Maine received national attention Sunday morning when a prominent midcoast store was featured on "CBS This Morning" program. However, it may not be one you would expect.

The Maine State Prison Showroom in Thomaston was promptly featured on the national news program. Located right on Route 1, the prison showroom is a hotspot for locals and tourists alike.

The showroom features a variety of products made by the inmates from the Maine State Prison in Warren. They include furniture, artwork, models, toys, kitchen items, and much more.

According to CBS News, the inmates began making items in the early 1800s to help offset the costs of running the prison.

However, it wasn't just the showroom being featured. Some of the prison system's programs are drawing national attention.

CBS News highlighted the prison's education programs which have helped reduce recidivism exponentially. (Recidivism is the act of relapsing into a life of crime). Also featured was the Maine Department of Corrections collegiate degree program that inmates can earn while still incarcerated.

The news show noted the college program was originally funded by Doris Buffet, the late wife of billionaire Warren Buffet.

According to Maine Department of Corrections, the recidivism rate drops to close to 5% for inmates who have participated in the educational programs. That compares to a nationwide rate over 60%.

It's always cool to see Maine in the national spotlight for positive reasons. The state should be proud of the work that these programs are doing.

I will also give praise to the inmates. It's very motivating to see so many inmates working on skills and/or hitting the books to better their lives moving forward. And as CBS points out, it's not just young inmates with short stints. Even prisoners with long sentences have been crafting and learning for years.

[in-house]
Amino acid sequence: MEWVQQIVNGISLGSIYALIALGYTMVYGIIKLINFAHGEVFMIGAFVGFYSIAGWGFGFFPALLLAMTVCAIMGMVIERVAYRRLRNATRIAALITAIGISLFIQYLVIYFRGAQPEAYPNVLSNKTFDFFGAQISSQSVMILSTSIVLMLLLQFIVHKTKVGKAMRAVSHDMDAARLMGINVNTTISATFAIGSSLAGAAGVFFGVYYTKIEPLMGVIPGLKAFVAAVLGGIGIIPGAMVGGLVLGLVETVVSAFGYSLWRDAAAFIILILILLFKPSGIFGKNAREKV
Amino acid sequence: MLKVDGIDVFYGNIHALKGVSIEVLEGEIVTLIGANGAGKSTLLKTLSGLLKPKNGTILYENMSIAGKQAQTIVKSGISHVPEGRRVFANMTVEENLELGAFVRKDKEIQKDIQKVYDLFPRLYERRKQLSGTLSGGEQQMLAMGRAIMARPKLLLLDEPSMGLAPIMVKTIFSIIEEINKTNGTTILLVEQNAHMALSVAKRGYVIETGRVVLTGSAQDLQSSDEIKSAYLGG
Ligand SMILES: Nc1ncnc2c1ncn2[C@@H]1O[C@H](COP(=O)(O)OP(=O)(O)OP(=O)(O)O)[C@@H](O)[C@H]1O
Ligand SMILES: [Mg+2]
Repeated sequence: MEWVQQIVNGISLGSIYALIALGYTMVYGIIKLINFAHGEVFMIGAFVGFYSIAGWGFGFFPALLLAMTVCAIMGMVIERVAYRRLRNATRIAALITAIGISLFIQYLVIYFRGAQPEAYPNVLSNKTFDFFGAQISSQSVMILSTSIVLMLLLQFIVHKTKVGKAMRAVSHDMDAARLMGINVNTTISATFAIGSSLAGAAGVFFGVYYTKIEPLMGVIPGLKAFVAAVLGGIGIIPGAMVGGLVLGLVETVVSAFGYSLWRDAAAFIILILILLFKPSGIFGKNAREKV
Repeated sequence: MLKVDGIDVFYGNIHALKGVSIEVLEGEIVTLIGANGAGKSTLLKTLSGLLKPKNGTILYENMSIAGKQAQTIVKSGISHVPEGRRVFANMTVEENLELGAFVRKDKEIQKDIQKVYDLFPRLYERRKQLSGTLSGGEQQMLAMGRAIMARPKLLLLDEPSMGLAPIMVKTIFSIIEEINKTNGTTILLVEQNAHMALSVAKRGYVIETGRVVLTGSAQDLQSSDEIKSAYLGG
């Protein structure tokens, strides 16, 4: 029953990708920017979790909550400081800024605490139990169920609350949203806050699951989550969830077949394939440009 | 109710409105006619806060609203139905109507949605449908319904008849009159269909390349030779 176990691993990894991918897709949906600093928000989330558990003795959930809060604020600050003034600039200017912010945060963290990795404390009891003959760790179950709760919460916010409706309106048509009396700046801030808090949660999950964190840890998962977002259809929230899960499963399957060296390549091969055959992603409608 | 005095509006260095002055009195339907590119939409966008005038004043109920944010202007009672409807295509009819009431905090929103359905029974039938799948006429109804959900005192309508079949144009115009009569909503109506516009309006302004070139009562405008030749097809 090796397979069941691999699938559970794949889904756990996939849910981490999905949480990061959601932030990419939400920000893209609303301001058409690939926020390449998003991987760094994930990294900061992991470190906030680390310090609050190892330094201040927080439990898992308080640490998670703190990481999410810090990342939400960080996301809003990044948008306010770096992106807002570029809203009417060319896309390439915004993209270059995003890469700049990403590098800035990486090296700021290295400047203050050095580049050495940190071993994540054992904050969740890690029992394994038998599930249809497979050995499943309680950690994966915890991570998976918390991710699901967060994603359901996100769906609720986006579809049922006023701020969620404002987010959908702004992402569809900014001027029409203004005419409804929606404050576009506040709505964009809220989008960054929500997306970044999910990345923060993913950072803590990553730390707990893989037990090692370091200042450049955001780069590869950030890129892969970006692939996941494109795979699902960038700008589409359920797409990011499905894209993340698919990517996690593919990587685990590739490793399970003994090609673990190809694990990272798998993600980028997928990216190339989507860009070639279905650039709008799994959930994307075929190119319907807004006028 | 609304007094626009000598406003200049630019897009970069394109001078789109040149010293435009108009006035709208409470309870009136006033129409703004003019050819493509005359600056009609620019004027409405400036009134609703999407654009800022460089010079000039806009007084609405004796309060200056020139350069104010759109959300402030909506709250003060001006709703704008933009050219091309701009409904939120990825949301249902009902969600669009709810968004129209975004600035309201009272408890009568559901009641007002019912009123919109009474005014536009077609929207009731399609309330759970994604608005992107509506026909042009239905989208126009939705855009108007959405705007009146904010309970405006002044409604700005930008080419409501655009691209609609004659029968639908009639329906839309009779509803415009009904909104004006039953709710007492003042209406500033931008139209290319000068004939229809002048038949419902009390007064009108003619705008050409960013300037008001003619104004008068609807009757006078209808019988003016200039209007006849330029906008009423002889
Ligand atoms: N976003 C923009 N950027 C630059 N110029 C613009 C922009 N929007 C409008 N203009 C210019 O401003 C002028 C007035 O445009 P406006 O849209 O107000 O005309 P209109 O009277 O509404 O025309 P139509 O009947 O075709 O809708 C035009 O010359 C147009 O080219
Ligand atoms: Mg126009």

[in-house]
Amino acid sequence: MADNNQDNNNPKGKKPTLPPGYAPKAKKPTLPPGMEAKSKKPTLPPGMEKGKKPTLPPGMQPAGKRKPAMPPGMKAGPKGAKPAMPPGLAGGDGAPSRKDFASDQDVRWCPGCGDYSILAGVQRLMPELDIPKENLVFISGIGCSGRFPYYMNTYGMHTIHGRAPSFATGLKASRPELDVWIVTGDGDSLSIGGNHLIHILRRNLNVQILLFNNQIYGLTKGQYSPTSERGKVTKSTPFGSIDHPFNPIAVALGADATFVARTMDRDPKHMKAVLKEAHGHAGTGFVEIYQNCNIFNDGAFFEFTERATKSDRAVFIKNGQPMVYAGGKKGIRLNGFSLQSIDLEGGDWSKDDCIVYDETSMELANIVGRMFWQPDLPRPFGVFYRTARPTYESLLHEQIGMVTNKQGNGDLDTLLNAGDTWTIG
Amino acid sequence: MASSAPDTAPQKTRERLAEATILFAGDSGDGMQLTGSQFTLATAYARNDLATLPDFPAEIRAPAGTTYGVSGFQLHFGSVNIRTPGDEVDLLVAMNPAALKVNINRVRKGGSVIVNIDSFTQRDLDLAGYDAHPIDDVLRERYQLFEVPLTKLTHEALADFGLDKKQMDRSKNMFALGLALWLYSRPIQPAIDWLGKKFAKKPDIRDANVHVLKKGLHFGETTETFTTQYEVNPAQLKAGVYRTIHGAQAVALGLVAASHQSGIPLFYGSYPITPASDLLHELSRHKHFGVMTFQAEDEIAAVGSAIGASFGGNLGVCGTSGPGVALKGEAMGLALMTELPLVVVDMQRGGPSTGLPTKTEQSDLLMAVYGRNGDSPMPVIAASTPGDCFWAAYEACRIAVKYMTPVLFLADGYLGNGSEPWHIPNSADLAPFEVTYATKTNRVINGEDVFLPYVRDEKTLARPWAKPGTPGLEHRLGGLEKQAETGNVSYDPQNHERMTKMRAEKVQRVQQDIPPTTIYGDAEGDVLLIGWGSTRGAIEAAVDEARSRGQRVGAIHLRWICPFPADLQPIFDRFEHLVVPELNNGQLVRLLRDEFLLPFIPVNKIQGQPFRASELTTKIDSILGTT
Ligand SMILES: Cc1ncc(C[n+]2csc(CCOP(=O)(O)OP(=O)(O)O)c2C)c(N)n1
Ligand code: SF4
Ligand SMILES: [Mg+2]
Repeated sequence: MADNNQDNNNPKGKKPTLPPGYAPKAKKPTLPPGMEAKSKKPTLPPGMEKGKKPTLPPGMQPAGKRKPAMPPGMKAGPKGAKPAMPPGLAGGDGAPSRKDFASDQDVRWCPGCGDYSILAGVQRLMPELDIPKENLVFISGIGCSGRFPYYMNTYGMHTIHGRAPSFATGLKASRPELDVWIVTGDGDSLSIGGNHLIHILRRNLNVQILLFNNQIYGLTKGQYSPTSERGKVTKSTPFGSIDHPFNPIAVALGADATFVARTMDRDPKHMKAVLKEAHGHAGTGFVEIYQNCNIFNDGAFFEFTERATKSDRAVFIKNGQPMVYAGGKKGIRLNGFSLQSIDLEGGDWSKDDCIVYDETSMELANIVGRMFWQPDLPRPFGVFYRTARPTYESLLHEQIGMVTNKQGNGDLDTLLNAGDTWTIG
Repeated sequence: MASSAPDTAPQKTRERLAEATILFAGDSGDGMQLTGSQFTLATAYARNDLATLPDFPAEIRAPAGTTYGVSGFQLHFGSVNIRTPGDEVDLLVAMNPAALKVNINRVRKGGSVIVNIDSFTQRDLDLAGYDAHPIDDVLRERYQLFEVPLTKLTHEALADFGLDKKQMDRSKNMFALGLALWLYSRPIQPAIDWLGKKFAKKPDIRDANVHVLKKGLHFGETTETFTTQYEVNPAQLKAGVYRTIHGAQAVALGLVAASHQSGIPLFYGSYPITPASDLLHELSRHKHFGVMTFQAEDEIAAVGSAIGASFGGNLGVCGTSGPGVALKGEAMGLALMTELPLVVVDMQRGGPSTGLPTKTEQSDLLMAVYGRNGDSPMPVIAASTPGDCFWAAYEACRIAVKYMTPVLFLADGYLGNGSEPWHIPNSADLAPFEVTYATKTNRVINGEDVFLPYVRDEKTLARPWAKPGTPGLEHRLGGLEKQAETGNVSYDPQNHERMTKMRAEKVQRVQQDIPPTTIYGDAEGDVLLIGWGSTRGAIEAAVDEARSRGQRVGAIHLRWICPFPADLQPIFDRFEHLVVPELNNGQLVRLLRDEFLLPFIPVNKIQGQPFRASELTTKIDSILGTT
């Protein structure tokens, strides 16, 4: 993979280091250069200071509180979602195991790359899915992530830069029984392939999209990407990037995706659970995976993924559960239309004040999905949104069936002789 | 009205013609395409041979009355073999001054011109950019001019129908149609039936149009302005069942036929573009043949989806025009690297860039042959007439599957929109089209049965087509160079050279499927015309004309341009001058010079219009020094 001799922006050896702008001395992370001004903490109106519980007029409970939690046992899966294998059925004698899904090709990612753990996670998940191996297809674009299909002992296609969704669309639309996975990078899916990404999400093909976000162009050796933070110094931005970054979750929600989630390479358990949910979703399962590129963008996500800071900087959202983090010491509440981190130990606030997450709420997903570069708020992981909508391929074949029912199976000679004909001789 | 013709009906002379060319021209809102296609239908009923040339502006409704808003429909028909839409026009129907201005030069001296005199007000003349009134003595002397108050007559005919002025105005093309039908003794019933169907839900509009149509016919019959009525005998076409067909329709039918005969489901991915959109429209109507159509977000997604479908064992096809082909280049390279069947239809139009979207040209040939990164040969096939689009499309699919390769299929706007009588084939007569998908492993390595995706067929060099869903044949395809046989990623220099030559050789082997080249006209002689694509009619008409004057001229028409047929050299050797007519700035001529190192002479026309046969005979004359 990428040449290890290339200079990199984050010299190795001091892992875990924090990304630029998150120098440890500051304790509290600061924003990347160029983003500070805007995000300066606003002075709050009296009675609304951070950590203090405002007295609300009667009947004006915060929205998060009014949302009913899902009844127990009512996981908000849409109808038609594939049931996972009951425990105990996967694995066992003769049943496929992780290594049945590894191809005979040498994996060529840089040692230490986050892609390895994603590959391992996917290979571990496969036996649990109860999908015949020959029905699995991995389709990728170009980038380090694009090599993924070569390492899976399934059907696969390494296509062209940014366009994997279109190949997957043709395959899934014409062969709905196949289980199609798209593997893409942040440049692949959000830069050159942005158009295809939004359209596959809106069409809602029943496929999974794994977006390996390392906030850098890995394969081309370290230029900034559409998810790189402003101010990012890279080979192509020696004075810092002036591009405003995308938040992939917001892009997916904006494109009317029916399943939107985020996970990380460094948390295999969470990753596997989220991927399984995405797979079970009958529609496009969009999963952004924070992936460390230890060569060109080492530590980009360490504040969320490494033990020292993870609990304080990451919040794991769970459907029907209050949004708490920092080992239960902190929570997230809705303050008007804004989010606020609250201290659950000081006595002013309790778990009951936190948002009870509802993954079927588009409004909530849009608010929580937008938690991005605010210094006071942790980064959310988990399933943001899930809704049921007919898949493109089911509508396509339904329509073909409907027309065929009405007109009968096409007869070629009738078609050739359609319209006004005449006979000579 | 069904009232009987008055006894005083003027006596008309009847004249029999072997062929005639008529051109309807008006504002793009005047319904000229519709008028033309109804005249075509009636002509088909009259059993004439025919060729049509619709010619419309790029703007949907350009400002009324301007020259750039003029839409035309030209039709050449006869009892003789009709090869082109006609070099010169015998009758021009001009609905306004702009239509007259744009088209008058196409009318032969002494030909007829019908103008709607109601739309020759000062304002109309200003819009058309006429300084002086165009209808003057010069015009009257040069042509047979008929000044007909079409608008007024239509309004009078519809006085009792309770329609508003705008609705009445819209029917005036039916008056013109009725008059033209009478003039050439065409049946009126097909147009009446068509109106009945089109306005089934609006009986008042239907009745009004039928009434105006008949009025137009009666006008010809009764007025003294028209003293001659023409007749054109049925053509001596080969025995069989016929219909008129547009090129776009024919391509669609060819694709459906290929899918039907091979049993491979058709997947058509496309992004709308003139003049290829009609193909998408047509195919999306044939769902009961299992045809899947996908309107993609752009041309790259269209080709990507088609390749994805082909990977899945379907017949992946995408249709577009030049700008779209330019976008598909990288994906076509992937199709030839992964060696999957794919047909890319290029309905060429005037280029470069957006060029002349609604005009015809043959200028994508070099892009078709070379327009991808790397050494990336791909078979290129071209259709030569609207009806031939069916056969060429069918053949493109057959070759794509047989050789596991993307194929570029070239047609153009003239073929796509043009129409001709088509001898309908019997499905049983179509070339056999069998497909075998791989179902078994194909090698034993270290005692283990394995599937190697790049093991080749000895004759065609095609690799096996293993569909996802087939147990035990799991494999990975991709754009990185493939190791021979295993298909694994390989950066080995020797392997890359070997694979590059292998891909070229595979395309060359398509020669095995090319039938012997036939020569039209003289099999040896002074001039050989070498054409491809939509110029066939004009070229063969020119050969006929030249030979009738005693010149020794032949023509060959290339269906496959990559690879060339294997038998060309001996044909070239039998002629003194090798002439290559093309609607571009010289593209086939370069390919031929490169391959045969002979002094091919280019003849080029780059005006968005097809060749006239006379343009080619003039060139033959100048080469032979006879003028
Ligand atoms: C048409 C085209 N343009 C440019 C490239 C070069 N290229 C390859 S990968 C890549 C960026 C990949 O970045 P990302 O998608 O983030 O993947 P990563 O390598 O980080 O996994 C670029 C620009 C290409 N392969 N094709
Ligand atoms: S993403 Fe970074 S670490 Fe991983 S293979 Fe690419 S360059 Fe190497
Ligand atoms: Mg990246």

Here's to wishing all the best to those looking to improve their lives to the fullest. It truly is inspiring.

The full CBS piece can be viewed below.

The General Stores Of Downeast Maine

These are the long-time general stores that are spread throughout downeast Maine. The stores that your grandparents picked up milk, beer, and that night's dinner at. For years they had been filled with things like fly paper, clothes, beef jerky, and that morning's newspaper. Now, you stop by for that slice of breakfast pizza, a tasty fried chicken sandwich for lunch, gas,and a handful of lottery tickets.

They're an important part of Maine's heritage, and their numbers are starting to dwindle. But we still frequent them to pick up the day's necessities and to keep up on town gossip.

They may not be owned by the original owners, and they may not look the same as they did years and years ago. But that same hometown feeling is there, the minute you set foot on their wooden floors. More than likely the same wooden floors that your grandparents set foot on.

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